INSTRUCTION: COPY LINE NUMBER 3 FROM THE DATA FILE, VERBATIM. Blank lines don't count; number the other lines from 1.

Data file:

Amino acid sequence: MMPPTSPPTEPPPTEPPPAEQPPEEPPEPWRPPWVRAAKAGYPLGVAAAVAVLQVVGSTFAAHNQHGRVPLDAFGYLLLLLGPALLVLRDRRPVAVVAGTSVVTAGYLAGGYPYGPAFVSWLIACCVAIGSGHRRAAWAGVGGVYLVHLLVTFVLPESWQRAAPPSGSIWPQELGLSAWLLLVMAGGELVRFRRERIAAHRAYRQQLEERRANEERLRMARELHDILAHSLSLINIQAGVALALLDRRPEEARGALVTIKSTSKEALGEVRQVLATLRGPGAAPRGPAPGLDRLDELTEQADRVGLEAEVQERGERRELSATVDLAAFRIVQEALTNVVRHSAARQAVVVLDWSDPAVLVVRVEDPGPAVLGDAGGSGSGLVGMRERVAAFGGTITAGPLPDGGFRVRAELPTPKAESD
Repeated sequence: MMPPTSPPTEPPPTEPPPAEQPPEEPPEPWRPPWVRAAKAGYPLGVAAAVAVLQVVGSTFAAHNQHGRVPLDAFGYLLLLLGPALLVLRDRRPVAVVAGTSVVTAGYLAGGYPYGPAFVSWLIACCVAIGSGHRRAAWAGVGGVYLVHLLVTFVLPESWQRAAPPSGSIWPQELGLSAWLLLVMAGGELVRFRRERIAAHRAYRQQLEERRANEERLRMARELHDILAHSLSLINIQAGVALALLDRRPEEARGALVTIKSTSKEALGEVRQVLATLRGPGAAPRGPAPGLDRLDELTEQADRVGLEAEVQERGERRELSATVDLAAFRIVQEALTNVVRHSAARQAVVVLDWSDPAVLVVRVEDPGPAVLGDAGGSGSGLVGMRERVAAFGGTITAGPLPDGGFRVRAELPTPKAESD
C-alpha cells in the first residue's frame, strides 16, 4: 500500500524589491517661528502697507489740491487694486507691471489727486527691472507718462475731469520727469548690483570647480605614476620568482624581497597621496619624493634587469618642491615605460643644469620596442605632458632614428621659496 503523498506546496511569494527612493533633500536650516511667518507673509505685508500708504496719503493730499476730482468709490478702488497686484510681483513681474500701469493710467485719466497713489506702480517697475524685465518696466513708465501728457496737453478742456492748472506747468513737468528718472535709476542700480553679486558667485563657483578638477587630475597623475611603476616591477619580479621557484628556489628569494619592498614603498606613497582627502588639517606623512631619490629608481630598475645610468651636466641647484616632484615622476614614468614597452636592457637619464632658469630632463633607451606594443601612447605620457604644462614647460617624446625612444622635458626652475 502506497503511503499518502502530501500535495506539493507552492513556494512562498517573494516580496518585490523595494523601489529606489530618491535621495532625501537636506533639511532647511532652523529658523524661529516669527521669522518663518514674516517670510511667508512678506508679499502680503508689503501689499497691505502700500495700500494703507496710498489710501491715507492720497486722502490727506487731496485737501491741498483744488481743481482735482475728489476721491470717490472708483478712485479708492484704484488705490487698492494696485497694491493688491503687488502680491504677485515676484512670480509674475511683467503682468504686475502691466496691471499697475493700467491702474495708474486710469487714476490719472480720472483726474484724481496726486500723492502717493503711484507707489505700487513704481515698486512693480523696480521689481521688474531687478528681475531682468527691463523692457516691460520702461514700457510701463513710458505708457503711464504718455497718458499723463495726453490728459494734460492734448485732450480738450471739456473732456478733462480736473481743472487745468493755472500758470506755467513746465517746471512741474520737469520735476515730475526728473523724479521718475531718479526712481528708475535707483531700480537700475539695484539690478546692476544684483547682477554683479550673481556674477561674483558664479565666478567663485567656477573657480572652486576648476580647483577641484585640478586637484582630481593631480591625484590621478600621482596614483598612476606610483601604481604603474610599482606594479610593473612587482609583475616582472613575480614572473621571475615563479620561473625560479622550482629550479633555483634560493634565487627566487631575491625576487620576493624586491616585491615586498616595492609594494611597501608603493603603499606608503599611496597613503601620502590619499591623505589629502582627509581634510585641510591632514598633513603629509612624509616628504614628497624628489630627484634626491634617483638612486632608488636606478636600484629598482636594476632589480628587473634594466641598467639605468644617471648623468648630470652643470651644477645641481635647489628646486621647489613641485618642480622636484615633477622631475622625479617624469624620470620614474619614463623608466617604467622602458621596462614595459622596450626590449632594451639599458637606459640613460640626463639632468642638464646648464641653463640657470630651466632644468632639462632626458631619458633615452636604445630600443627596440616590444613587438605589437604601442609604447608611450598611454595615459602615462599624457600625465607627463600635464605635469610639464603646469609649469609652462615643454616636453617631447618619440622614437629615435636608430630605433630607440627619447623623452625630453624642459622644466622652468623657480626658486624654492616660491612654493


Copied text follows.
C-alpha cells in the first residue's frame, strides 16, 4: 500500500524589491517661528502697507489740491487694486507691471489727486527691472507718462475731469520727469548690483570647480605614476620568482624581497597621496619624493634587469618642491615605460643644469620596442605632458632614428621659496 503523498506546496511569494527612493533633500536650516511667518507673509505685508500708504496719503493730499476730482468709490478702488497686484510681483513681474500701469493710467485719466497713489506702480517697475524685465518696466513708465501728457496737453478742456492748472506747468513737468528718472535709476542700480553679486558667485563657483578638477587630475597623475611603476616591477619580479621557484628556489628569494619592498614603498606613497582627502588639517606623512631619490629608481630598475645610468651636466641647484616632484615622476614614468614597452636592457637619464632658469630632463633607451606594443601612447605620457604644462614647460617624446625612444622635458626652475 502506497503511503499518502502530501500535495506539493507552492513556494512562498517573494516580496518585490523595494523601489529606489530618491535621495532625501537636506533639511532647511532652523529658523524661529516669527521669522518663518514674516517670510511667508512678506508679499502680503508689503501689499497691505502700500495700500494703507496710498489710501491715507492720497486722502490727506487731496485737501491741498483744488481743481482735482475728489476721491470717490472708483478712485479708492484704484488705490487698492494696485497694491493688491503687488502680491504677485515676484512670480509674475511683467503682468504686475502691466496691471499697475493700467491702474495708474486710469487714476490719472480720472483726474484724481496726486500723492502717493503711484507707489505700487513704481515698486512693480523696480521689481521688474531687478528681475531682468527691463523692457516691460520702461514700457510701463513710458505708457503711464504718455497718458499723463495726453490728459494734460492734448485732450480738450471739456473732456478733462480736473481743472487745468493755472500758470506755467513746465517746471512741474520737469520735476515730475526728473523724479521718475531718479526712481528708475535707483531700480537700475539695484539690478546692476544684483547682477554683479550673481556674477561674483558664479565666478567663485567656477573657480572652486576648476580647483577641484585640478586637484582630481593631480591625484590621478600621482596614483598612476606610483601604481604603474610599482606594479610593473612587482609583475616582472613575480614572473621571475615563479620561473625560479622550482629550479633555483634560493634565487627566487631575491625576487620576493624586491616585491615586498616595492609594494611597501608603493603603499606608503599611496597613503601620502590619499591623505589629502582627509581634510585641510591632514598633513603629509612624509616628504614628497624628489630627484634626491634617483638612486632608488636606478636600484629598482636594476632589480628587473634594466641598467639605468644617471648623468648630470652643470651644477645641481635647489628646486621647489613641485618642480622636484615633477622631475622625479617624469624620470620614474619614463623608466617604467622602458621596462614595459622596450626590449632594451639599458637606459640613460640626463639632468642638464646648464641653463640657470630651466632644468632639462632626458631619458633615452636604445630600443627596440616590444613587438605589437604601442609604447608611450598611454595615459602615462599624457600625465607627463600635464605635469610639464603646469609649469609652462615643454616636453617631447618619440622614437629615435636608430630605433630607440627619447623623452625630453624642459622644466622652468623657480626658486624654492616660491612654493